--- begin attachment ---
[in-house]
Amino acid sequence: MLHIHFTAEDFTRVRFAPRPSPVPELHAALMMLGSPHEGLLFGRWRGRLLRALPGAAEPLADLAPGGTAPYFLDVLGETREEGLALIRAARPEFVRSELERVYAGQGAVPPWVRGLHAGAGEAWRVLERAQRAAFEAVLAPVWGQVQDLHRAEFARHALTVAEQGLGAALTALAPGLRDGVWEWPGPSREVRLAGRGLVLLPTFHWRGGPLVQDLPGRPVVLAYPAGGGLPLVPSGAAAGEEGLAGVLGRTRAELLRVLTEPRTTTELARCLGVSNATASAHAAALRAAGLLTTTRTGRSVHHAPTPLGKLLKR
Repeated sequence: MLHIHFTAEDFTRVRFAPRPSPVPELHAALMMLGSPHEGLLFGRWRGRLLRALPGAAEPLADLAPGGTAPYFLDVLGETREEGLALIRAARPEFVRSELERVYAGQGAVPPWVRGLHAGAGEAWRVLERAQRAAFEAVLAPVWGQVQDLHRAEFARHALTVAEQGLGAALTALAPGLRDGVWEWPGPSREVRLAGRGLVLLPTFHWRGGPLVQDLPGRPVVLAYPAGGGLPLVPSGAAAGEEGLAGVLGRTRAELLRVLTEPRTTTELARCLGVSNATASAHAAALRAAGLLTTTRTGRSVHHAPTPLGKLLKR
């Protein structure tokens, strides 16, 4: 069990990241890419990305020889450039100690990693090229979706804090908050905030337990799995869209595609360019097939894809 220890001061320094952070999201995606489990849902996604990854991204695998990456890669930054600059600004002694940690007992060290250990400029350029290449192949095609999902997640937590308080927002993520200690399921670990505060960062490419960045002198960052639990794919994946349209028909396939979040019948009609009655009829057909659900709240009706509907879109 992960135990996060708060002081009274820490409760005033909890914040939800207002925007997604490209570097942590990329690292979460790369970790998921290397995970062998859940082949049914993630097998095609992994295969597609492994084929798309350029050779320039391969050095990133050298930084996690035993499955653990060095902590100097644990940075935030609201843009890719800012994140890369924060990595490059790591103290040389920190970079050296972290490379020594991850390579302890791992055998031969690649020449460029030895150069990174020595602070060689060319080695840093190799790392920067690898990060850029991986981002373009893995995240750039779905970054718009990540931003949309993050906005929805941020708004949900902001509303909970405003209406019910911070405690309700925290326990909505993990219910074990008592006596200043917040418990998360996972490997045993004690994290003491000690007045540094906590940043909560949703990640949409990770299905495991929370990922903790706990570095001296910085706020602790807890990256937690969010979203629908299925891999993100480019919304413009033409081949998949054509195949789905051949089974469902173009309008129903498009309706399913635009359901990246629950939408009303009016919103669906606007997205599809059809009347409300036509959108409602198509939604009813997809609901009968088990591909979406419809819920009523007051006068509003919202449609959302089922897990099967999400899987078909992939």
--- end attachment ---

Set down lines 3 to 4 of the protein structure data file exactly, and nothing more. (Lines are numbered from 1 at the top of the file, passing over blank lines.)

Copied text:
Repeated sequence: MLHIHFTAEDFTRVRFAPRPSPVPELHAALMMLGSPHEGLLFGRWRGRLLRALPGAAEPLADLAPGGTAPYFLDVLGETREEGLALIRAARPEFVRSELERVYAGQGAVPPWVRGLHAGAGEAWRVLERAQRAAFEAVLAPVWGQVQDLHRAEFARHALTVAEQGLGAALTALAPGLRDGVWEWPGPSREVRLAGRGLVLLPTFHWRGGPLVQDLPGRPVVLAYPAGGGLPLVPSGAAAGEEGLAGVLGRTRAELLRVLTEPRTTTELARCLGVSNATASAHAAALRAAGLLTTTRTGRSVHHAPTPLGKLLKR
């Protein structure tokens, strides 16, 4: 069990990241890419990305020889450039100690990693090229979706804090908050905030337990799995869209595609360019097939894809 220890001061320094952070999201995606489990849902996604990854991204695998990456890669930054600059600004002694940690007992060290250990400029350029290449192949095609999902997640937590308080927002993520200690399921670990505060960062490419960045002198960052639990794919994946349209028909396939979040019948009609009655009829057909659900709240009706509907879109 992960135990996060708060002081009274820490409760005033909890914040939800207002925007997604490209570097942590990329690292979460790369970790998921290397995970062998859940082949049914993630097998095609992994295969597609492994084929798309350029050779320039391969050095990133050298930084996690035993499955653990060095902590100097644990940075935030609201843009890719800012994140890369924060990595490059790591103290040389920190970079050296972290490379020594991850390579302890791992055998031969690649020449460029030895150069990174020595602070060689060319080695840093190799790392920067690898990060850029991986981002373009893995995240750039779905970054718009990540931003949309993050906005929805941020708004949900902001509303909970405003209406019910911070405690309700925290326990909505993990219910074990008592006596200043917040418990998360996972490997045993004690994290003491000690007045540094906590940043909560949703990640949409990770299905495991929370990922903790706990570095001296910085706020602790807890990256937690969010979203629908299925891999993100480019919304413009033409081949998949054509195949789905051949089974469902173009309008129903498009309706399913635009359901990246629950939408009303009016919103669906606007997205599809059809009347409300036509959108409602198509939604009813997809609901009968088990591909979406419809819920009523007051006068509003919202449609959302089922897990099967999400899987078909992939």